© Fabulorum. José Medio

Louis-Philippe would have been astonished at the property boom generated upon the sale by his heirs to Emile Péreire and the City of Paris of the Parc de Monceau, a pleasure garden with pagodas, temples and pyramids also known as La Folie de Chartres. The indefatigable city préfet Haussmann and the astute and successful brothers Péreire managed to maintain a balance nothing short of delicate between the preservation of most of the garden features (some of which, still displayed today, make reference to masonic themes) and the real estate development of the surrounding plots.

Émile Pereire had a plan and was determined to execute it: “I shall stamp my idea on the land and I shall give it form and consistency”, he exclaimed. He ensured that the most desirable land around the gardens was sold to the wealthiest bidders. The leading financiers and their families chose Monceau as their home: the Ephrussis, Abraham and Moïse de CamondoAlphonse and Adolphe de Rothschild and Henri Cernuschi. Magnificent mansions were erected around the gardens named by Émile and his brother Isaac after the painters they so passionately admired: Murillo, Van Dyck, Velazquez. Their hotel at the faubourg Saint-Honoré amassed a remarkable collection of these old masters.

The mystique of the plaine Monceau was completed with the arrival to the area of artists and writers of renown: Alexandre Dumas fils, Georges Bizet and his wife Geneviève Halevy. After his sudden death, she married Émile Strauss, the lawyer of the Rothschilds. The prince and princess Joachim Murat, Maupassant and the society painter Madeleine Lemaire, called the “empress of the roses” were also residents of this neighborhood as was doctor Proust, his wife and their two children. Later on, the eldest, Marcel, would not only masterfully depict its social topography but would undertake a trip like Jules Verne, not to the center of the earth but of the human soul.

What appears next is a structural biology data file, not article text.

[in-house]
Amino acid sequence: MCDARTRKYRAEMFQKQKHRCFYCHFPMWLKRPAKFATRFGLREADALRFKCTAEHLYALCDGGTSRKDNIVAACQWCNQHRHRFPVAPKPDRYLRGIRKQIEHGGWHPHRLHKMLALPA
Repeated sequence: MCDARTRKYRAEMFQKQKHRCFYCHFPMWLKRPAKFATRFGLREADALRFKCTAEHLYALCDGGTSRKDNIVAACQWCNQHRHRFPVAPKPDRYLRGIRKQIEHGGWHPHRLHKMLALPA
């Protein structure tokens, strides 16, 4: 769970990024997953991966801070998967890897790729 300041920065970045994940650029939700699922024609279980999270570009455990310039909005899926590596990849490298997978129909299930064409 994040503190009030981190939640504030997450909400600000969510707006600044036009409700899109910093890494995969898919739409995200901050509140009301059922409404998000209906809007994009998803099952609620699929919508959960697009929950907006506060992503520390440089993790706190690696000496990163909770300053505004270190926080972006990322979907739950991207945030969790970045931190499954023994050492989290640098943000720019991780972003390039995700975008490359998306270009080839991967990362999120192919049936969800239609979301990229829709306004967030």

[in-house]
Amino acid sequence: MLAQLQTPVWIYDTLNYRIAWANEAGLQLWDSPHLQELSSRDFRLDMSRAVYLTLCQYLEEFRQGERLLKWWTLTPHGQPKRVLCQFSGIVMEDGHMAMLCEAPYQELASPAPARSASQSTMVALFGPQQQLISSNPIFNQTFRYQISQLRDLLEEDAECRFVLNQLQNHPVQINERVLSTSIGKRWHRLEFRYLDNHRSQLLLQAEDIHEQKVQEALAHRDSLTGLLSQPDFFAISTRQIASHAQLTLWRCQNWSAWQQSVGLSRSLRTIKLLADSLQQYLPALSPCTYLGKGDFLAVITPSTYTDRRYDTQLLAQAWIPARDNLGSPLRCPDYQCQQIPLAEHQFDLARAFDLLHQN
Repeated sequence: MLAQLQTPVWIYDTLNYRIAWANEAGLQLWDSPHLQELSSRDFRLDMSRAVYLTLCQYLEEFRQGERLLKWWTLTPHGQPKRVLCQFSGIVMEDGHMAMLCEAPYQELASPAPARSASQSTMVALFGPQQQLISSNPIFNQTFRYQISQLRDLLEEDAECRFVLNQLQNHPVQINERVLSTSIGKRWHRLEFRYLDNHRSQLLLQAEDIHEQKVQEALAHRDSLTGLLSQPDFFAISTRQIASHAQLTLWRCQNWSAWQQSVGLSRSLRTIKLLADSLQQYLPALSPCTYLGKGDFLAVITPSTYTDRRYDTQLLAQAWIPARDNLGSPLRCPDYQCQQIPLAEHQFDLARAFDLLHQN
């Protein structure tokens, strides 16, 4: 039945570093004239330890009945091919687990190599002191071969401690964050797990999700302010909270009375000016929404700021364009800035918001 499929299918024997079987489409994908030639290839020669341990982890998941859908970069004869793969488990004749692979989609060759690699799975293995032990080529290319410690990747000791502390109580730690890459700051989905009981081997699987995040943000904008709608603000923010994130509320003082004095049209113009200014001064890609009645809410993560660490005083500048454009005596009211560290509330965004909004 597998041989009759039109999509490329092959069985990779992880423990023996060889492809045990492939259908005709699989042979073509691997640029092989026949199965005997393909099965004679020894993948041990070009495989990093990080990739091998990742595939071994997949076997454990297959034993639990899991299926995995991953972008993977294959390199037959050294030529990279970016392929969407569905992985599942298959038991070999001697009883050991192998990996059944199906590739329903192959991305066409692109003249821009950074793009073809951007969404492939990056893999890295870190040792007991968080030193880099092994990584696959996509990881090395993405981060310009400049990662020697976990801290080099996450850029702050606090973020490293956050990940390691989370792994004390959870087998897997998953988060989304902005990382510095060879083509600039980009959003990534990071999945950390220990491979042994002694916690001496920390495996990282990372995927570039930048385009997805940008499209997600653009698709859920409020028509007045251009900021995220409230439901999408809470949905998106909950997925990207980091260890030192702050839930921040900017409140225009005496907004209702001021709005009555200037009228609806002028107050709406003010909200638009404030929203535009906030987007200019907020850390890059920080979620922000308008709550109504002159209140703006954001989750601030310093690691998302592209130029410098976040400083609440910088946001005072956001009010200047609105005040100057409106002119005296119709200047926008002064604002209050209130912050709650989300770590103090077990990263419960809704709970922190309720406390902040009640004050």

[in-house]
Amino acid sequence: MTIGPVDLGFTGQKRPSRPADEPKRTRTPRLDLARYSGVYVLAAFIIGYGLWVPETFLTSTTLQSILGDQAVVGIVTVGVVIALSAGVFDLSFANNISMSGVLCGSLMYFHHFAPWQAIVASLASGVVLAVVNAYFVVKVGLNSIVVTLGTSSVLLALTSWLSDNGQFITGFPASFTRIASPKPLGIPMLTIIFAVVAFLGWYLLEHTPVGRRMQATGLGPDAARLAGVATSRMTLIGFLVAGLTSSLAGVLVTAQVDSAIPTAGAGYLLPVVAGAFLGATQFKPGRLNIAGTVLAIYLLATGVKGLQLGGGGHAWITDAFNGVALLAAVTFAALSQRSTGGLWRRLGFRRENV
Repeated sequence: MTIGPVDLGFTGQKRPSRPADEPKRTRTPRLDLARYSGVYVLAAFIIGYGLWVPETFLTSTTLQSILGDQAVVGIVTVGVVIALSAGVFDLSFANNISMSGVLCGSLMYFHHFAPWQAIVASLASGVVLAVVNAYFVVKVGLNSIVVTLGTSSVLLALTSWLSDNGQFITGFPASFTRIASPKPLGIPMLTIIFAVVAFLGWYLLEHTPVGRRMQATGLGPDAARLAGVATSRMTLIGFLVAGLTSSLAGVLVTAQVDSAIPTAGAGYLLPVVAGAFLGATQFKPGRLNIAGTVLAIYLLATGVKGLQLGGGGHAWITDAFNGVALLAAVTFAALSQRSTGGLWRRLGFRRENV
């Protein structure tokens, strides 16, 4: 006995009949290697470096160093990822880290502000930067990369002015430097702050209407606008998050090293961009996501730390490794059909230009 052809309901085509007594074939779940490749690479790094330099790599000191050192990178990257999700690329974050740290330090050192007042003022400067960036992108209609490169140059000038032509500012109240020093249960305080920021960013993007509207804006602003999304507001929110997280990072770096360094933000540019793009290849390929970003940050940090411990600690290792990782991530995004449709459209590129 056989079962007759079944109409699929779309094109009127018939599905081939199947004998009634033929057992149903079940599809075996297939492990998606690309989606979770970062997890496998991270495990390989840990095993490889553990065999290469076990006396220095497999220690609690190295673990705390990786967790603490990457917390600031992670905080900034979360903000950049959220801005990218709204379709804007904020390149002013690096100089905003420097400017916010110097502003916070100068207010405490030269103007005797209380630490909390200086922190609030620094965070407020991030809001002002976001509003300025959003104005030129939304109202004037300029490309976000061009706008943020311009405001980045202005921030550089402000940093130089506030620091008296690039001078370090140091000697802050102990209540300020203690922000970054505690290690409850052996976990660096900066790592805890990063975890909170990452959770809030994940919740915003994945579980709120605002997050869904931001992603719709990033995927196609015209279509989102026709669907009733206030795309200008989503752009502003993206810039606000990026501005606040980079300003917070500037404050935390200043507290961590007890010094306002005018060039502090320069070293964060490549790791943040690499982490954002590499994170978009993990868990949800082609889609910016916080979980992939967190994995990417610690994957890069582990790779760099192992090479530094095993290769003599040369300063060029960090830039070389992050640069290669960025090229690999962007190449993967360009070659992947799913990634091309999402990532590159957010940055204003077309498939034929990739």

These grandiose constructions still silently echo the ambitions of its dwellers and the liveliness of its animated salons. Gracious hostesses, ambitious young men, respected musicians, painters, journalists and the beautiful people, all were perfect appendices to this self-contained world around the plaine. How insouciant and unforeseen was the shock of death and destruction that was soon to follow. How cruel, on reflection, the passage from one to the other. Yet their memories linger in those grey mansions repossessed today by a world of law firms, consultants and financial boutiques.

2 Comments


  1. Charley Brown says: March 11, 20138:40 pm

    May I assume the plaine Monceau is where Proust’s Guermantes resided?

    • José Medio says: March 11, 201311:18 pm

      Proust was inspired by more than one life-model for her character of la Duchesse de Guermantes. One of them was clearly Geneviève Halévy, mother of one of his best school friend, Jacques Bizet. The comtesse Greffulhe was another inspiration, perhaps more for sophistication than wit (although these ladies had all plenty!) as was Laure de Sade. Of all three, Geneviève lived in the rue Mirosmenil one of the boundaries of the plaine Monceau and comtesse Greffulhe on the rue d’Astorg not on the plaine but close to the Elysée Palace.

COMMENTS